This morning finds us in the third part of our series, Standing Firm. The big idea for this whole series of conversations is that we live in a world increasingly turning against orthodox expressions of faithfulness to the teachings of Jesus. That is, it doesn’t like Christians very much anymore. The world’s antipathy, though, doesn’t change our core mission as the church, as followers of Jesus, in any way, shape, or form. We need to be prepared to stand firm in our faith regardless of what the world thinks about us. But there’s a right way to do that, and a whole lot of wrong ways. The real question, then, we are seeking to answer over the course of the next few weeks is how we can stand firm in our faith without sacrifice our witness. Fortunately, this is not a challenge we are facing on our own. Our guide throughout this journey is going to be the apostle Peter’s first letter to some believers living in a similarly hostile cultural environment. His wisdom in these few pages is absolutely invaluable for us in our own efforts to stand firm.
So far, we have been doing some foundation building. If we are going to stand firm, we have to first know for sure what we are standing on. Two weeks ago, we poured that foundation. Our ability to stand firm is rooted in the hope we have in God’s promise in Christ to make tomorrow better than today. Your hope in Christ is big enough to lean on. But, if you are going to lean on it, you’ll need to lean all the way on it. Professing to stand on this hope without actually standing on it is a waste of time. It won’t do you any good then. If your hope is in Christ, your life should look like it. That was what we talked about last week.
This third part of our series finds Peter doing yet a bit more foundation-laying before getting into the meat of his message which we will start talking about next week. His foundation comes in three parts, and this is the third. The first part focused on the hope we have in Christ. The second focused on the implications of that foundation. Those two ideas are important—critically so—but this third part is pretty important as well.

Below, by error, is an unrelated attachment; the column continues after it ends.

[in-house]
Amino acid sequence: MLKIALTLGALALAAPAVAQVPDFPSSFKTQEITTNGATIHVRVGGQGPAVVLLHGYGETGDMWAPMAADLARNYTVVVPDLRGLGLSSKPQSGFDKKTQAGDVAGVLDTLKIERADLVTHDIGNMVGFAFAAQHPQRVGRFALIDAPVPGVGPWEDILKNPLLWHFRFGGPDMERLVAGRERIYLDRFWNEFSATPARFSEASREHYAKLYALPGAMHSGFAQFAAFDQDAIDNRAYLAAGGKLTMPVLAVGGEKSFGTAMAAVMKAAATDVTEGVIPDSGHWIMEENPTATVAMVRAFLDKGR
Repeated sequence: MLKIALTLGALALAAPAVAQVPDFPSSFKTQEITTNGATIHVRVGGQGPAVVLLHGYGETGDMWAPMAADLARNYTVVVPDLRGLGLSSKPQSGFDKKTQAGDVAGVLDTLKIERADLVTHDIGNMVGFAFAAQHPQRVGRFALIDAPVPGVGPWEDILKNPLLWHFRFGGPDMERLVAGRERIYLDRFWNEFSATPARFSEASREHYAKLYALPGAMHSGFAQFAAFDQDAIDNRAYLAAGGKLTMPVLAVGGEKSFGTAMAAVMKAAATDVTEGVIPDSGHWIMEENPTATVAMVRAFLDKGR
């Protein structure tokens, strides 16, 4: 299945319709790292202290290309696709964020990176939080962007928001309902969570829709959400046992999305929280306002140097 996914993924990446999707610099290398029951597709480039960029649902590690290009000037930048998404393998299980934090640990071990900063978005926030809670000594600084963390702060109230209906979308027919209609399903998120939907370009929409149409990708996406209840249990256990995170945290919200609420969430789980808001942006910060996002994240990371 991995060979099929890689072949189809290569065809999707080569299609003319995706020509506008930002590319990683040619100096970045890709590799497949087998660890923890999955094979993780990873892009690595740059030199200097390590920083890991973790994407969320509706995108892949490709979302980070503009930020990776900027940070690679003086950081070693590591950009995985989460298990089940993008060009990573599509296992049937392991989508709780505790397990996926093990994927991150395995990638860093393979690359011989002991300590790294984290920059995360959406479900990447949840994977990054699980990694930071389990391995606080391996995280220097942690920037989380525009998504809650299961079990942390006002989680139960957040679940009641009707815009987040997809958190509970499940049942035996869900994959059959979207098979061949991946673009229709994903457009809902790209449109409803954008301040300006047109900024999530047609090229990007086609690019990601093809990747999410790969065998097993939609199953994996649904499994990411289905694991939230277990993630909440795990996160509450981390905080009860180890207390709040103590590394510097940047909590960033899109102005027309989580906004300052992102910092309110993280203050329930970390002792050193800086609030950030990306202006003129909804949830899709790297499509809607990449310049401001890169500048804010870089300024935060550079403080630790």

If we are going to stand firm on something, even if it looks like it will hold us, we want to know whether or not it’s going to do anything for us. Is it going to be worth our time to actually stand on it? Are the efforts we make to disentangle our hope from other things in the world around us going to produce a return on our investment in them? And I know this kind of thinking seems like it shouldn’t have any place in the mind of a follower of Jesus, but it’s there all the same. What is this going to accomplish for me? If I am going to stand firm in the face of all these trials, sure the hope I have is tremendous, but what am I committing myself to be a part of? Are the sacrifices I make to stand on it going to pan out? That’s what Peter addresses here. We all want to be somebody. Here Peter says to us, “Try this and you will be.”
If you have a copy of the Scriptures at hand, find your way with me to 1 Peter 2. He begins here by picking up right where we left off last time (which makes perfect sense as the chapter designations we use were made up later and were not original to Peter…he was just writing). Look at this with me in 1 Peter 2:1: “Therefore, rid yourselves of all malice, all deceit, hypocrisy [there’s the word at last], envy, and all slander.” If you were here last week, I hope our conversation is ringing a bit in your ears. If your hope is in Christ, your life should look like it, and if your life really does look like it, none of those things will be making themselves manifest in it. In other words, live consistently with your confession.